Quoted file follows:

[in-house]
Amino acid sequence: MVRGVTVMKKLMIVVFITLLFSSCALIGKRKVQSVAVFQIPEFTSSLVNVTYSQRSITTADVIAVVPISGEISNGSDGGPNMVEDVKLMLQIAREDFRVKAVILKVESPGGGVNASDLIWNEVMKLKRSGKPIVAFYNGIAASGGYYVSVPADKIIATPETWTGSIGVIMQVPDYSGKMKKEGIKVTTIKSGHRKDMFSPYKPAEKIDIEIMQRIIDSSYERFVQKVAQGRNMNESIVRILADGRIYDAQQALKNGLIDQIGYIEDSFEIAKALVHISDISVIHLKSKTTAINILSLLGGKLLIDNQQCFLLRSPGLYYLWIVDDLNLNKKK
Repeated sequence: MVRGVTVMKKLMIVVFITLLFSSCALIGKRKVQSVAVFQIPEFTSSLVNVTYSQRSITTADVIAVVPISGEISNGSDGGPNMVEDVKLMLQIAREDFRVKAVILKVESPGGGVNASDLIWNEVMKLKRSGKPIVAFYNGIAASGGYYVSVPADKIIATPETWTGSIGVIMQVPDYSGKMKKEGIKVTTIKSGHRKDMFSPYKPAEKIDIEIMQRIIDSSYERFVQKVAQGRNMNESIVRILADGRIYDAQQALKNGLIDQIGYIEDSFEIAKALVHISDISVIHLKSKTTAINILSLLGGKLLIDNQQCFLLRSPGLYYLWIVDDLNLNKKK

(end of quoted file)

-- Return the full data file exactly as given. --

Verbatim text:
[in-house]
Amino acid sequence: MVRGVTVMKKLMIVVFITLLFSSCALIGKRKVQSVAVFQIPEFTSSLVNVTYSQRSITTADVIAVVPISGEISNGSDGGPNMVEDVKLMLQIAREDFRVKAVILKVESPGGGVNASDLIWNEVMKLKRSGKPIVAFYNGIAASGGYYVSVPADKIIATPETWTGSIGVIMQVPDYSGKMKKEGIKVTTIKSGHRKDMFSPYKPAEKIDIEIMQRIIDSSYERFVQKVAQGRNMNESIVRILADGRIYDAQQALKNGLIDQIGYIEDSFEIAKALVHISDISVIHLKSKTTAINILSLLGGKLLIDNQQCFLLRSPGLYYLWIVDDLNLNKKK
Repeated sequence: MVRGVTVMKKLMIVVFITLLFSSCALIGKRKVQSVAVFQIPEFTSSLVNVTYSQRSITTADVIAVVPISGEISNGSDGGPNMVEDVKLMLQIAREDFRVKAVILKVESPGGGVNASDLIWNEVMKLKRSGKPIVAFYNGIAASGGYYVSVPADKIIATPETWTGSIGVIMQVPDYSGKMKKEGIKVTTIKSGHRKDMFSPYKPAEKIDIEIMQRIIDSSYERFVQKVAQGRNMNESIVRILADGRIYDAQQALKNGLIDQIGYIEDSFEIAKALVHISDISVIHLKSKTTAINILSLLGGKLLIDNQQCFLLRSPGLYYLWIVDDLNLNKKK